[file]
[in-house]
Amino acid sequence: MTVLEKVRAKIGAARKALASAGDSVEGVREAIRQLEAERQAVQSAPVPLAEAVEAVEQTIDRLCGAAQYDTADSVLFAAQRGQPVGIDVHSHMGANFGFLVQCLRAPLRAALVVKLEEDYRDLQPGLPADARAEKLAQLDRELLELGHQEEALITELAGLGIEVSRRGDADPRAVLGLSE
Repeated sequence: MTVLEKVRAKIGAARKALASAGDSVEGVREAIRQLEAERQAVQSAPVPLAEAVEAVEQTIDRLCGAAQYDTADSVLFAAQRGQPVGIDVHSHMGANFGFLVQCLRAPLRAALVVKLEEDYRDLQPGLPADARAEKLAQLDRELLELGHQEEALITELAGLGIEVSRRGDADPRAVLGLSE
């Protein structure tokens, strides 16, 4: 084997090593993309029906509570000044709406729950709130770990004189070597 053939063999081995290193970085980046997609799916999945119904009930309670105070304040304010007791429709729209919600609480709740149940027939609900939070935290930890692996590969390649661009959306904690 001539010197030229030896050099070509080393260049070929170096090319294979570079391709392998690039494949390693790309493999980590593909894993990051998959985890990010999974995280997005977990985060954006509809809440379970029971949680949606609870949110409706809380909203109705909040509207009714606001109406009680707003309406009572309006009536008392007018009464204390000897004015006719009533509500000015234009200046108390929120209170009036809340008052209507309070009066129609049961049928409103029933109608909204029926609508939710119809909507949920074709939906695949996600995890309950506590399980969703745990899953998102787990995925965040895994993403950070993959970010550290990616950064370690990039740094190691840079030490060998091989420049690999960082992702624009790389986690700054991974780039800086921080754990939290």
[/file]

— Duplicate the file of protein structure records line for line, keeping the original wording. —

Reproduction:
[in-house]
Amino acid sequence: MTVLEKVRAKIGAARKALASAGDSVEGVREAIRQLEAERQAVQSAPVPLAEAVEAVEQTIDRLCGAAQYDTADSVLFAAQRGQPVGIDVHSHMGANFGFLVQCLRAPLRAALVVKLEEDYRDLQPGLPADARAEKLAQLDRELLELGHQEEALITELAGLGIEVSRRGDADPRAVLGLSE
Repeated sequence: MTVLEKVRAKIGAARKALASAGDSVEGVREAIRQLEAERQAVQSAPVPLAEAVEAVEQTIDRLCGAAQYDTADSVLFAAQRGQPVGIDVHSHMGANFGFLVQCLRAPLRAALVVKLEEDYRDLQPGLPADARAEKLAQLDRELLELGHQEEALITELAGLGIEVSRRGDADPRAVLGLSE
């Protein structure tokens, strides 16, 4: 084997090593993309029906509570000044709406729950709130770990004189070597 053939063999081995290193970085980046997609799916999945119904009930309670105070304040304010007791429709729209919600609480709740149940027939609900939070935290930890692996590969390649661009959306904690 001539010197030229030896050099070509080393260049070929170096090319294979570079391709392998690039494949390693790309493999980590593909894993990051998959985890990010999974995280997005977990985060954006509809809440379970029971949680949606609870949110409706809380909203109705909040509207009714606001109406009680707003309406009572309006009536008392007018009464204390000897004015006719009533509500000015234009200046108390929120209170009036809340008052209507309070009066129609049961049928409103029933109608909204029926609508939710119809909507949920074709939906695949996600995890309950506590399980969703745990899953998102787990995925965040895994993403950070993959970010550290990616950064370690990039740094190691840079030490060998091989420049690999960082992702624009790389986690700054991974780039800086921080754990939290």